The Oxford Lieder Festival has been going from strength to strength and is now celebrating its 15th anniversary. The founder and artistic director, Sholto Kynoch, spoke with Mel Cooper about what is fast becoming an international must-attend not just for its superb performances and master classes but for its intelligent thematic programming.
Pianist Sholto Kynoch is not only a much sought-after accompanist for singers and chamber musicians, a soloist, and founder of the Phoenix Piano Trio, but he is also the inspiration and soul behind the increasingly noteworthy Oxford Lieder Festival now celebrating its fifteenth anniversary. Taking place in the famous city of spires, towers, academic achievement and an internationally successful auto industry that produces the iconic Mini, the festival nowadays spans two full weeks every Autumn and provides about one hundred events. Have started small in 2002, Kynoch’s aspirations for a world-renowned series have now come true and the Oxford Lieder Festival is becoming a major event in the classical music calendar, full of performances that any lover of the art song simply is aching to attend. The turning point came in 2012, when for the tenth anniversary year, Kynoch and his team decided that they should, the following season, attempt the complete Schubert song cycle. They immediately began building towards that confident that somehow they would pull it off. “The budget literally tripled for the next year,” Kynoch told me, “and the artists I contacted were very excited at the prospect of a strong theme so we pretty much managed to attract all the major people that we went after for the festival. After that year and the next, the festival simply burgeoned! And we have managed to keep it at that high level ever since.”
The first festival was put together in 2002 by Sholto Kynoch and a group of his friends decided to create the event as a kind of reaction to finishing their Finals – a major stressful event if you attend Oxford University as you write all the exams of your entire three or four years of studies in one series of ten or so examinations at the end of all your studies.
Kynoch’s original Mission Statement was to “create for Oxford a lieder festival which would also help promote a wider resurgence of the classical song repertoire”. This fits still with today’s mission. And I can tell you from experience, that there is a growing, regular audience attending who are more and more devoted to exploring the world of classical lieder.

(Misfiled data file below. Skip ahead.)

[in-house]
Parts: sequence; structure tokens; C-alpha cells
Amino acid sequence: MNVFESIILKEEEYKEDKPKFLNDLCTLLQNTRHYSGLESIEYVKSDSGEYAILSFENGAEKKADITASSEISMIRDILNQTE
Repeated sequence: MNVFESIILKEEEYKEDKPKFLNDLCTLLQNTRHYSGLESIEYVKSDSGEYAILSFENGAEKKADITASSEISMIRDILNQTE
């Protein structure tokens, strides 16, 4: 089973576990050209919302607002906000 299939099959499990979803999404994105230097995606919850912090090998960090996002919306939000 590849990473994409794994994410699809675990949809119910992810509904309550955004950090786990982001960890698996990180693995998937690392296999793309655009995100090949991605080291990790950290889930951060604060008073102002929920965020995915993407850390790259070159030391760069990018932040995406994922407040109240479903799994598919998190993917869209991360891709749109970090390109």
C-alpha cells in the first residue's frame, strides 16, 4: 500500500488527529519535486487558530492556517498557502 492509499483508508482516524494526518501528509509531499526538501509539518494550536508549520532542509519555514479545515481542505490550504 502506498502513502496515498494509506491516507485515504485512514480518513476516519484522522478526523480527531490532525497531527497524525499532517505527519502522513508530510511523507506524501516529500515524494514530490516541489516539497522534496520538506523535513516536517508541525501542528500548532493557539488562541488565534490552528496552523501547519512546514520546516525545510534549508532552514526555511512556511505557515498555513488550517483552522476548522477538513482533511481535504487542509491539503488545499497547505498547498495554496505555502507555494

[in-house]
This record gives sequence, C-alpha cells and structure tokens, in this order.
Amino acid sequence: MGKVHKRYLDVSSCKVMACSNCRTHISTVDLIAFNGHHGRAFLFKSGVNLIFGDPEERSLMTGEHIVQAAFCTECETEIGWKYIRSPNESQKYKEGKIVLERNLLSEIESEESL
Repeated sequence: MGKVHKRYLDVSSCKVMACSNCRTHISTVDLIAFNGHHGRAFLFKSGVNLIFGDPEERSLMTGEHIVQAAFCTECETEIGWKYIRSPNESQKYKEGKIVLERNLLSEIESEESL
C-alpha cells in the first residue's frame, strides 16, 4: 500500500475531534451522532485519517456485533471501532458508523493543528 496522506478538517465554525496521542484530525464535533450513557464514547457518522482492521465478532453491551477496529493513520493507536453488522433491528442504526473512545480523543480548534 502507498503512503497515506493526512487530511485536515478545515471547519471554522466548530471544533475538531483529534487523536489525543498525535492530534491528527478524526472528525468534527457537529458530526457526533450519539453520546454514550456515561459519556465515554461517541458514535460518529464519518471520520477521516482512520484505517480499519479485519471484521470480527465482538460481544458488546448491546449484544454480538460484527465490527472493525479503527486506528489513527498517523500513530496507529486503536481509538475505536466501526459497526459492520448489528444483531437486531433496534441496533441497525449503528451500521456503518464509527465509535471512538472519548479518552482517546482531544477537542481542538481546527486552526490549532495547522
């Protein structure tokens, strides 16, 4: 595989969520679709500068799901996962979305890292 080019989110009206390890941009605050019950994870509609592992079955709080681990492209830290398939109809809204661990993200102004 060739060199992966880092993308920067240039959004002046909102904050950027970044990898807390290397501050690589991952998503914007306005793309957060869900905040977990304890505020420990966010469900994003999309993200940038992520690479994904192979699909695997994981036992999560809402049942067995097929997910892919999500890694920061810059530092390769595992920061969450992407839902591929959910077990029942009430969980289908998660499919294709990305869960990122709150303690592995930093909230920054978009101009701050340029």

Sholto Kynoch explained to me that the theme this year is centred upon Mahler and the musical life of fin de siècle Vienna. “Our first major thematic festival was the Schubert year; and then we did Schumann. This project is not as single-mindedly composer-focused but is trying to be more expansive and inclusive and perhaps set a new approach. Mahler is very much at the centre, but he wrote just under fifty songs, including his cycles, and so we have made that a starting point for a much wider-ranging programme. The birth of the 20th Century is a very attractive period to explore in Vienna because, yes, we have Schoenberg beginning to break down tonality and Richard Strauss and Alban Berg doing exciting, mad things with orchestration. That’s why the musical life of Vienna of that period seemed to me to be such a good focus and, of course, in many ways Mahler was at its centre. You not only have the first appearances of modernistic approaches in that period but also you have the obsession with the past. In Vienna itself at that time there were exhibitions of Biedermeier landscape painting and there was an almost universal interest in music that included not only the waltzes of the Johann Strauss family but the hero worship of Beethoven, an obsession with Schubert and a fascination with all things from the past. Mahler is someone who was accused of being backward looking but he was also forward-looking and very accepting of the experimentation and restlessness of that era. His musical style seems to me to encapsulate all that, to look both forward and backward. So our project gives us a neat way to be able to programme earlier composers but also test the waters for our audiences with different and more disparate things. We refer in our title for this year to the Last of the Romantics but that also implies, I believe, the first of the Moderns.”